family = hal.Graph("family")
with family:

alice and bob are happy together so let’s make two children, harry and sally

with family:

However, we have not specified yet, that alice and bob are actually the parents of both of them. We can do that by linking:

with family:
    hal.link(alice, make_harry.inputs.mother)
    hal.link(alice, make_sally.inputs.mother)
    hal.link(bob, make_harry.inputs.father)
    hal.link(bob, make_sally.inputs.father)

Now we specified that the father in make_harry was actually bob and not somebody else.

We can inspect the family graph in the interactive GUI


Now we are done and can start to generate random family examples:#

We start by creating a generative model.

gen_model = hal.get_generative_model(family)

The generative model is the simplest kind of model, that allows us to create artificial data and/or do forward simulations. For example we can get example samples:

sample = gen_model.get_samples({"alice": family.alice.height,
                                 "bob": family.bob.height,
                                 "harry": family.make_harry.outputs.son.height,
                                 "sally": family.make_sally.outputs.daughter.height,})

{'alice': [array([155.97561197])],
 'bob': [array([185.9337903])],
 'harry': [array([156.81862308])],
 'sally': [array([159.64632049])]}

Or the mean values of specific variables in our graph

means = gen_model.get_means({"alice": family.alice.height,
                             "bob": family.bob.height,
                             "harry": family.make_harry.outputs.son.height,
                             "sally": family.make_sally.outputs.daughter.height,}, n_samples=1000)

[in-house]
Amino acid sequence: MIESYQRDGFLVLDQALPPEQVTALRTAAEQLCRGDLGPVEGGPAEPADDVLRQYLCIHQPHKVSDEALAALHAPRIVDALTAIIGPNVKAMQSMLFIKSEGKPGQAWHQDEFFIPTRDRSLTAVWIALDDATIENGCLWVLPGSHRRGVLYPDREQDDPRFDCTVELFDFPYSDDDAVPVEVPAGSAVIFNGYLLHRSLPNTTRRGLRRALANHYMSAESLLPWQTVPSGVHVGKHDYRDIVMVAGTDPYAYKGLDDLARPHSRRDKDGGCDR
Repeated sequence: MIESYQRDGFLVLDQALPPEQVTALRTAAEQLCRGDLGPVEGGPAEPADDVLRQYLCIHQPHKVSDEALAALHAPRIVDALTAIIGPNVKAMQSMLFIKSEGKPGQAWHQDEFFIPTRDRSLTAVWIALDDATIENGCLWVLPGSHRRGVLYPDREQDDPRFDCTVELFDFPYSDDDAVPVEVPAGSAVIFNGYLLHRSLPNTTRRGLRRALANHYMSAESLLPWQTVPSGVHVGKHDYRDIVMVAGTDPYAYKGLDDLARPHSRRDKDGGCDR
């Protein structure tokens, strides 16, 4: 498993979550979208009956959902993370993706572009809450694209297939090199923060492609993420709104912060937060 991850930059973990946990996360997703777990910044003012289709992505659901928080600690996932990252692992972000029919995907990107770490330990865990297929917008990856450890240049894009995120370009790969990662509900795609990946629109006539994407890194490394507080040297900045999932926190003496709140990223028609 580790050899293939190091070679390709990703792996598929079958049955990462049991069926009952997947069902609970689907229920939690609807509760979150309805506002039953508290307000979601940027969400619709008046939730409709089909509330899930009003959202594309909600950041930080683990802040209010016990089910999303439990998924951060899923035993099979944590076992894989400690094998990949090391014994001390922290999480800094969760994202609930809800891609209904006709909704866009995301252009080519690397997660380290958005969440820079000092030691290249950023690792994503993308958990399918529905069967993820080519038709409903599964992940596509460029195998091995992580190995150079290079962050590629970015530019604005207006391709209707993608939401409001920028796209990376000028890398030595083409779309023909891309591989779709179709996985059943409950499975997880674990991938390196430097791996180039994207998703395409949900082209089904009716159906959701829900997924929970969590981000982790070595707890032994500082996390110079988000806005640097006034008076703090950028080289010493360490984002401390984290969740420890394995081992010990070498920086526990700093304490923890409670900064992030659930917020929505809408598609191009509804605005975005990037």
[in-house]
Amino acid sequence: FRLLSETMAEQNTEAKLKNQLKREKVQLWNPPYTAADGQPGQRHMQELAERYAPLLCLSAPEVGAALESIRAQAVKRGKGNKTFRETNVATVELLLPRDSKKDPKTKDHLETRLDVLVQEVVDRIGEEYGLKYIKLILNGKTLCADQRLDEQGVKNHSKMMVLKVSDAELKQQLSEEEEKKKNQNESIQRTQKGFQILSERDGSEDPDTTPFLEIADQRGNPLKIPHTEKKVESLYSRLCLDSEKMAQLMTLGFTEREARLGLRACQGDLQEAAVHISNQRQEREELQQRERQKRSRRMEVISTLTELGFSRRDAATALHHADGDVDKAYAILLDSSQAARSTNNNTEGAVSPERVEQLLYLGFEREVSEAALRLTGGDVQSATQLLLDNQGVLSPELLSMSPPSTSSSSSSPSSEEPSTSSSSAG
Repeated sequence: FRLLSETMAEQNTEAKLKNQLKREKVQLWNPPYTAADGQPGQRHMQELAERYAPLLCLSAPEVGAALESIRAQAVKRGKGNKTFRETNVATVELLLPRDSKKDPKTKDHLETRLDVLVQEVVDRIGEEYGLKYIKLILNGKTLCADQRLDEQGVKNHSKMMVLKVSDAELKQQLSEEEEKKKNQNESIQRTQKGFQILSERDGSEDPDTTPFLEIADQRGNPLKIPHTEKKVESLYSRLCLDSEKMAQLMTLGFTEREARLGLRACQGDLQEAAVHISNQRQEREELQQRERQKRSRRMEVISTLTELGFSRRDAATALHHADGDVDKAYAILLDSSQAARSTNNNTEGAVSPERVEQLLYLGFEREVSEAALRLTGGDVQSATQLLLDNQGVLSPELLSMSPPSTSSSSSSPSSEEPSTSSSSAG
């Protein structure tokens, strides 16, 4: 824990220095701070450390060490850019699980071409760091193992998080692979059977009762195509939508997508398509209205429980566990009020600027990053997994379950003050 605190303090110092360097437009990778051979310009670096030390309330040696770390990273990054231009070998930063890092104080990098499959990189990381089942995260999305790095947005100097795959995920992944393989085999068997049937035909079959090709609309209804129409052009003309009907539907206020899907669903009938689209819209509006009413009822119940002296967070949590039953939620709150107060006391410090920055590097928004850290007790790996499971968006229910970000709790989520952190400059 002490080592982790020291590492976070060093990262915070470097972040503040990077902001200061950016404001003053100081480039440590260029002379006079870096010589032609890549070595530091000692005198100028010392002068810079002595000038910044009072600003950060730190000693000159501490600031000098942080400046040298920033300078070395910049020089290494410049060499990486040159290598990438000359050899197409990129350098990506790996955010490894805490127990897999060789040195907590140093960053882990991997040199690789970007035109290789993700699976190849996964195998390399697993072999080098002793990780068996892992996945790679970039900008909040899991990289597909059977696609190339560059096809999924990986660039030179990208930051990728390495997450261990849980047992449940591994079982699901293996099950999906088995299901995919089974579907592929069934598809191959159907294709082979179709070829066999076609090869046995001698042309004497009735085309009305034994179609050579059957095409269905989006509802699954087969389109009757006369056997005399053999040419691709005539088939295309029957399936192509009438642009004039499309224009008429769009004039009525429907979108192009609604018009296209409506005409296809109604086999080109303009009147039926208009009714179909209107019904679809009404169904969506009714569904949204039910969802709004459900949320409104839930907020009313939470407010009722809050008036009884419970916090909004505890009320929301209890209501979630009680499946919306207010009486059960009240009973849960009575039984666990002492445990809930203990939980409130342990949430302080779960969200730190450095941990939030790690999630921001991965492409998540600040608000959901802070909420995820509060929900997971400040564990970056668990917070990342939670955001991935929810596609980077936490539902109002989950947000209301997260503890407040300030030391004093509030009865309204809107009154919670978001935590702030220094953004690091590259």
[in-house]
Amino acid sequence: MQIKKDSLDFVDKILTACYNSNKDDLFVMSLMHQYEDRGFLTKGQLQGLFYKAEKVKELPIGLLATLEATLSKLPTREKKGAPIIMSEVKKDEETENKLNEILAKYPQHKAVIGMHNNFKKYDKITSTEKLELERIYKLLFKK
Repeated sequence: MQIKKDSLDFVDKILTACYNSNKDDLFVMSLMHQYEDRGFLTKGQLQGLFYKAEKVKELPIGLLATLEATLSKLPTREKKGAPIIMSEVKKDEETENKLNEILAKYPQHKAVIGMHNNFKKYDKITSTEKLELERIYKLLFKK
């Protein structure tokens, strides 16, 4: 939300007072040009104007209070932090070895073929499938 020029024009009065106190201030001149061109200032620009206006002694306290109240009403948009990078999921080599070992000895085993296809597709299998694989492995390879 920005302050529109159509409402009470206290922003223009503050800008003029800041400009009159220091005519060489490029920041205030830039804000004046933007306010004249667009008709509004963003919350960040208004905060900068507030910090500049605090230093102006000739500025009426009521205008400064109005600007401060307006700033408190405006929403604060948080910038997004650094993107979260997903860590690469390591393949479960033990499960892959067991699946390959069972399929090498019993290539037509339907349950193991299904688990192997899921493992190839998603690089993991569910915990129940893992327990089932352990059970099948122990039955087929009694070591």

{'alice': array([167.0568489]),
 'bob': array([174.79392627]),
 'harry': array([174.60622365]),
 'sally': array([166.89633946])}

or the standard_deviations …

stds = gen_model.get_standard_deviations({"alice": family.alice.height,
                                          "bob": family.bob.height,
                                          "harry": family.make_harry.outputs.son.height,
                                          "sally": family.make_sally.outputs.daughter.height,}, n_samples=1000)

plot_family_heights(means, stds)
{'alice': array([10.06116075]),
 'bob': array([9.96899764]),
 'harry': array([9.94216823]),
 'sally': array([9.92119949])}

Now let’s simulate how the family of Alice and Bob would develop if we actually knew both their genetic factor and their height#

Let’s say Alice has a genetic_factor of +5, but still was of average height: 167cm.
Bob has a genetic_factor of +5 as well, but is of average height, too: 175cm
I guess they did not eat their spinach.
alice_gen_factor = 5.
alice_height = 167.
bob_gen_factor = 5
bob_height = 175.
<halerium.Variable at 0x21b43670208: name='genetic_factor', shape=(), global_name='family/alice/genetic_factor', dynamic=True, distribution=NormalDistribution>